April 16, 2012
The homepage for Portola Hotel & Spa's website trumpets its greenest accomplishment: "Monterey's First and Only LEED-EB Certified Hotel."
All told, Portola's LEED adventure created more than cleaner indoor air and a smaller carbon footprint. "For us, LEED turned out to be a culture change," General Manager Janine Chicourrat says. "I don't care what people say [about the cost]—there's a lot of return on investment."
The 83,000-square-foot, 7-floor hotel and its two restaurants were certified LEED-EB Silver in December 2010, after a two-and-a-half-year greening process. Here are some of the highlights of that journey, shared over lunch with Chicourrat, Director of Engineering Al Hittle and Newmarket Systems Analyst Jose Bautista on World Water Day.
The process took longer, cost more and disrupted business more significantly than Chicourrat had expected. When she pitched the idea to the hotel's owners, she pinned its cost at less than $30,000. The final tally: $370,992. The hotel was able to claim $30,550 in rebates for their energy- and water-saving improvements, but missed out on another $30,000 in PG&E rebates because they weren't clear on the process.
But Chicourrat says the returns have more than made up for the cost. More than 8,500 stays, valued at over $2.2 million, have been sold because of the LEED marketing, according to guest surveys. "We had no identity; we were just known as 'the old Doubletree,'" Chicourrat says of the hotel's pre-LEED days. "I wanted [Portola] to be known as 'the green hotel.'"
Guest rooms were remodeled to include 30-percent recycled carpets and 100-percent organic cotton mattresses with recycled springs, new wallpaper with low-VOC adhesives and low-VOC paint, Energy Star televisions and FSC-certified wood baseboards. The old wallpaper and carpet were recycled. Guest shampoos and soaps are all biodegradable, including the containers. The conference room has compostable wool carpet with jute backing and eco-friendly adhesive.
Portola also purchased $18,252 in carbon offsets through several carbon mitigation orgs, including Pacific Grove-based The Offset Project. The hotel's Fitness Center, though not officially a part of the LEED process, got new solar-reflective film on the windows. And more video conferencing translates to a carbon offset from reduced travel.
The little things matter in the LEED process, too, like switching to recycled office paper and ceramic coffee mugs. The employees have learned to lower their thermostats, shut down their computers at the end of the day and use Time Roman Numeral as their default font. Yep, really: Phillip Pennington, the hotel's IT whiz, figured out it was more most energy-saving than Chicourrat's favorite, Arial.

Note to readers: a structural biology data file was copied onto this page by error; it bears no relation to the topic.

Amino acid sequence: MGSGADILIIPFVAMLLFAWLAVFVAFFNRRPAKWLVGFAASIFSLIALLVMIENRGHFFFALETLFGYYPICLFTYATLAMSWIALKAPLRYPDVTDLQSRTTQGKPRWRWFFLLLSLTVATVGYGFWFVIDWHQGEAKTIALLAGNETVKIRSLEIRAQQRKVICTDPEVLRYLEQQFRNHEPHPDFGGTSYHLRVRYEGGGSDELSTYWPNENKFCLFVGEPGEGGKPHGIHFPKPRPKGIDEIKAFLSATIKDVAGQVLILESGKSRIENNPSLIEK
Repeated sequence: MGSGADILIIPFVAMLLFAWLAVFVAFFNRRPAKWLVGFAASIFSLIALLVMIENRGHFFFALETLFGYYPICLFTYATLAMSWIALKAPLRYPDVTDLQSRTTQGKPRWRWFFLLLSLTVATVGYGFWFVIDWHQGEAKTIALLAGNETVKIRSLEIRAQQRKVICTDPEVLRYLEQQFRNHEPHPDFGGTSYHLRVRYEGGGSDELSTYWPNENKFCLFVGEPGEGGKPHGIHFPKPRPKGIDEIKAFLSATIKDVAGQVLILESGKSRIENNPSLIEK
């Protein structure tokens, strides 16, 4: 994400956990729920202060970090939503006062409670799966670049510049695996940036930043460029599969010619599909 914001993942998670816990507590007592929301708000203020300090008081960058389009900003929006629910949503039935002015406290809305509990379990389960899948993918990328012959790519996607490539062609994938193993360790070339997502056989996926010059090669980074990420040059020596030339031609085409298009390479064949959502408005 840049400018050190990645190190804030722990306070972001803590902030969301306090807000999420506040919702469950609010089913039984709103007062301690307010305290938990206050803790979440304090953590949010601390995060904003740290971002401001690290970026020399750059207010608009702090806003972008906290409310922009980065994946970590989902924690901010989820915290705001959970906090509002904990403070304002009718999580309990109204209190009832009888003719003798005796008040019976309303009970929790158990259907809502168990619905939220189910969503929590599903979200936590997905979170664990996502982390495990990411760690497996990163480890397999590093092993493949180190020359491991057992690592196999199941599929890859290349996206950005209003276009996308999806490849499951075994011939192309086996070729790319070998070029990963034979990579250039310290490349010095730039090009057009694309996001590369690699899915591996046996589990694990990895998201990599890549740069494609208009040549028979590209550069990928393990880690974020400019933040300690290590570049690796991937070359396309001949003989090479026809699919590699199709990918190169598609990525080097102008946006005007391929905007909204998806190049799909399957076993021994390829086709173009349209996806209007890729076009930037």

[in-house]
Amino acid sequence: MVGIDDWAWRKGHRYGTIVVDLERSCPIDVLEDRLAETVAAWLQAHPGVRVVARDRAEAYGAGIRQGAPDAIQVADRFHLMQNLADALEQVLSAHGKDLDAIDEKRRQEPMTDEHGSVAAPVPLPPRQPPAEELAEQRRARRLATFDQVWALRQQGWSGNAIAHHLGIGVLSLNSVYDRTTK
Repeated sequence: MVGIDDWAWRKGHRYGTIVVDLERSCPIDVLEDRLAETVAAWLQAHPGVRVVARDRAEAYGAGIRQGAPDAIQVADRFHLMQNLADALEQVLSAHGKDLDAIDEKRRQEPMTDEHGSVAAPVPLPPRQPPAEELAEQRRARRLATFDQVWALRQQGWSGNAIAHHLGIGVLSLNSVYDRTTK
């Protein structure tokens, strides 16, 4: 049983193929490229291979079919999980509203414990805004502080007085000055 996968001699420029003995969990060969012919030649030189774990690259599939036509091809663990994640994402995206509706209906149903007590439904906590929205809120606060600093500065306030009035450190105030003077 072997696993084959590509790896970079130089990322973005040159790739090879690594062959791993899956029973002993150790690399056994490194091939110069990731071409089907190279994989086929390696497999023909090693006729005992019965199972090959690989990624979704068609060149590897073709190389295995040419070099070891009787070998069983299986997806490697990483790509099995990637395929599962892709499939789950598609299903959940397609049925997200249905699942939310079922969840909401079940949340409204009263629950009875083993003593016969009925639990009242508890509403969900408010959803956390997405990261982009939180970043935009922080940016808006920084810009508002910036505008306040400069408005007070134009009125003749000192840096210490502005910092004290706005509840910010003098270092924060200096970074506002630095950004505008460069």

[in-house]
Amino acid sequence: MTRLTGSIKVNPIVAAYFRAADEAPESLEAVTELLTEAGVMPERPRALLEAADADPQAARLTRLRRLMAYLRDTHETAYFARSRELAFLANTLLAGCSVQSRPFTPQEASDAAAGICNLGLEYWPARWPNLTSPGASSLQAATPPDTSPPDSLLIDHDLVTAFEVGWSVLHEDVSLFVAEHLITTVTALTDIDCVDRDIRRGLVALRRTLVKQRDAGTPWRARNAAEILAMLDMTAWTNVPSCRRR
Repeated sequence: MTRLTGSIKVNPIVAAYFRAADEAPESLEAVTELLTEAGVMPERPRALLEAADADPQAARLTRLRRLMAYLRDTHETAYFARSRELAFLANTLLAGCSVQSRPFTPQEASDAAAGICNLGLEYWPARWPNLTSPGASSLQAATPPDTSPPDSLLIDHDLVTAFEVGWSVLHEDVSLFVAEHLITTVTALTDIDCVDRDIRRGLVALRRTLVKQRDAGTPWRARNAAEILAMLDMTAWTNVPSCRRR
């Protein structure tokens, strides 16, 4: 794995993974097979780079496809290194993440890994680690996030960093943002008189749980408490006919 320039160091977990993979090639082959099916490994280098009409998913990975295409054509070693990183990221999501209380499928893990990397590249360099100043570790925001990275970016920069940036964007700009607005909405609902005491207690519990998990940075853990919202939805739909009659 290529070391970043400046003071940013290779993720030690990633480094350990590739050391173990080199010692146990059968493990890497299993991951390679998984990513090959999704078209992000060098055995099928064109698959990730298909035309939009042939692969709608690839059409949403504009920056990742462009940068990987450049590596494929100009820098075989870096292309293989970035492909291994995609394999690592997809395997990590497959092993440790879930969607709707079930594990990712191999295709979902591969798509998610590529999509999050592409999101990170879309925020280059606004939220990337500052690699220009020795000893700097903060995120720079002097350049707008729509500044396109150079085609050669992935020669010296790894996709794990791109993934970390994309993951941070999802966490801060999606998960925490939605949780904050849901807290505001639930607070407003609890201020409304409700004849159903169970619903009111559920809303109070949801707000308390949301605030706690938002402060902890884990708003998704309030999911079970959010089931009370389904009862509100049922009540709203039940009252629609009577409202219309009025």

The cleaning staff now use the Ozone laundry system, which involves an enzyme-based detergent and uses less water than conventional methods. They've also switched to the Lotus room-cleaning system, which "energizes" the tap water to become hydrogen peroxide, a sanitizer, for about 15 minutes before reverting to water. Chemically speaking, it goes from H2O to H2O2, and back again. "The housecleaners really like it," Bautista said. "One said, 'I like that it's good for me.'"
But the hotel has not eliminated chemical cleaners entirely. They still use the harsh stuff for mold and sheet stains. Those ingredients went terribly wrong in mid-February, when an employee mixed ammonia and bleach. The resulting chloramine gas entered the hotel's ventilation system, forcing a Hazmat evacuation. "It was a total accident," Chicourrat says.
Portola's do-goodery extends to staff volunteer work, like gleaning with Ag Against Hunger and Del Monte Beach cleanups (on paid company time). Hourly employees called the Green LEEDers meet once a month to come up with new eco initiatives, Bautista says.
The tastiest greening, however, is happening in Portola's in-house restaurant, Jacks, and brewery, Peter B's.
One-quarter of the kitchen's sourcing dollars are spent on ingredients with some sort of sustainable element—whether they're grown or processed within a 100-mile radius, organic, or Fair Trade certified. "I want to make sure I know the lineage of what I'm buying," says Executive Chef Jason Giles.
In that spirit, some Portola staffers subscribe to a CSA box from Moss Landing-based J&P Organics. Kitchen staff are getting into the habit of separating food scraps from other waste in preparation for an eventual curbside composting program; in the meantime, the scraps go to a local pig farm.
The brewery wastes are finding other purposes, too. Giles has used spent rye grain in apple-blueberry crisp topping, and stout resistance in strawberry marinade. The mash goes to a local farmer's cows, and staff are also looking at the potential for processing it into dog bones.
Last year, staff even tried to grow their own hops at Rancho Cielo, a social services center for underserved youth in Monterey County. It would've worked, too, if it hadn't been for those munchy deer. They're trying again this year, with a fence; Portola will pay Rancho market price for the hops they grow. The LEED process also helped brewer Kevin Clark realize 40,000 gallons per year in water savings, Chicourrat says.
While checking in to see how we like our soup, made with organic white beans from Swank Farms, Giles says he's working on ocean-friendly seafood sausages for Cooking for Solutions, Monterey Bay Aquarium's three-day sustainable seafood event. Jacks and Peter B's, of course, are partners in the Aquarium's SeafoodWatch program.
And that makes the tender wild coho on Giles' organic artisan salad even more delightful.